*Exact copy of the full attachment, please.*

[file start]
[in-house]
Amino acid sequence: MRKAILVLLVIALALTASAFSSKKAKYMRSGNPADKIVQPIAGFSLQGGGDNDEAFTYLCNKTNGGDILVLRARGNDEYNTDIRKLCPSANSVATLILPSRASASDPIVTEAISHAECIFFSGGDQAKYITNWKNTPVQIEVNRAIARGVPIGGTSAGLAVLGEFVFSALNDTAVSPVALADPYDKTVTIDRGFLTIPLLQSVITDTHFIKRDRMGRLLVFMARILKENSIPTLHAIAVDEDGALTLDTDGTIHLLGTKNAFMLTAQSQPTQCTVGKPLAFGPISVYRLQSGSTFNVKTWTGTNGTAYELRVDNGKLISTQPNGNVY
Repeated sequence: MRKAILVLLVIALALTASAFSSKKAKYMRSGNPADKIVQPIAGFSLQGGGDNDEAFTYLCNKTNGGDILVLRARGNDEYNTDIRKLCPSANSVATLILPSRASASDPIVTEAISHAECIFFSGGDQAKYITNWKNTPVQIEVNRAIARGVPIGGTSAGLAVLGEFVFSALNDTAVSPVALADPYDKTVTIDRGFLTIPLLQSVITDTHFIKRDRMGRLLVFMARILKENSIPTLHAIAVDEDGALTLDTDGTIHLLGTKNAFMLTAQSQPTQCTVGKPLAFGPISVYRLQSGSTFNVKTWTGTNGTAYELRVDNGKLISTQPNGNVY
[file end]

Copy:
[in-house]
Amino acid sequence: MRKAILVLLVIALALTASAFSSKKAKYMRSGNPADKIVQPIAGFSLQGGGDNDEAFTYLCNKTNGGDILVLRARGNDEYNTDIRKLCPSANSVATLILPSRASASDPIVTEAISHAECIFFSGGDQAKYITNWKNTPVQIEVNRAIARGVPIGGTSAGLAVLGEFVFSALNDTAVSPVALADPYDKTVTIDRGFLTIPLLQSVITDTHFIKRDRMGRLLVFMARILKENSIPTLHAIAVDEDGALTLDTDGTIHLLGTKNAFMLTAQSQPTQCTVGKPLAFGPISVYRLQSGSTFNVKTWTGTNGTAYELRVDNGKLISTQPNGNVY
Repeated sequence: MRKAILVLLVIALALTASAFSSKKAKYMRSGNPADKIVQPIAGFSLQGGGDNDEAFTYLCNKTNGGDILVLRARGNDEYNTDIRKLCPSANSVATLILPSRASASDPIVTEAISHAECIFFSGGDQAKYITNWKNTPVQIEVNRAIARGVPIGGTSAGLAVLGEFVFSALNDTAVSPVALADPYDKTVTIDRGFLTIPLLQSVITDTHFIKRDRMGRLLVFMARILKENSIPTLHAIAVDEDGALTLDTDGTIHLLGTKNAFMLTAQSQPTQCTVGKPLAFGPISVYRLQSGSTFNVKTWTGTNGTAYELRVDNGKLISTQPNGNVY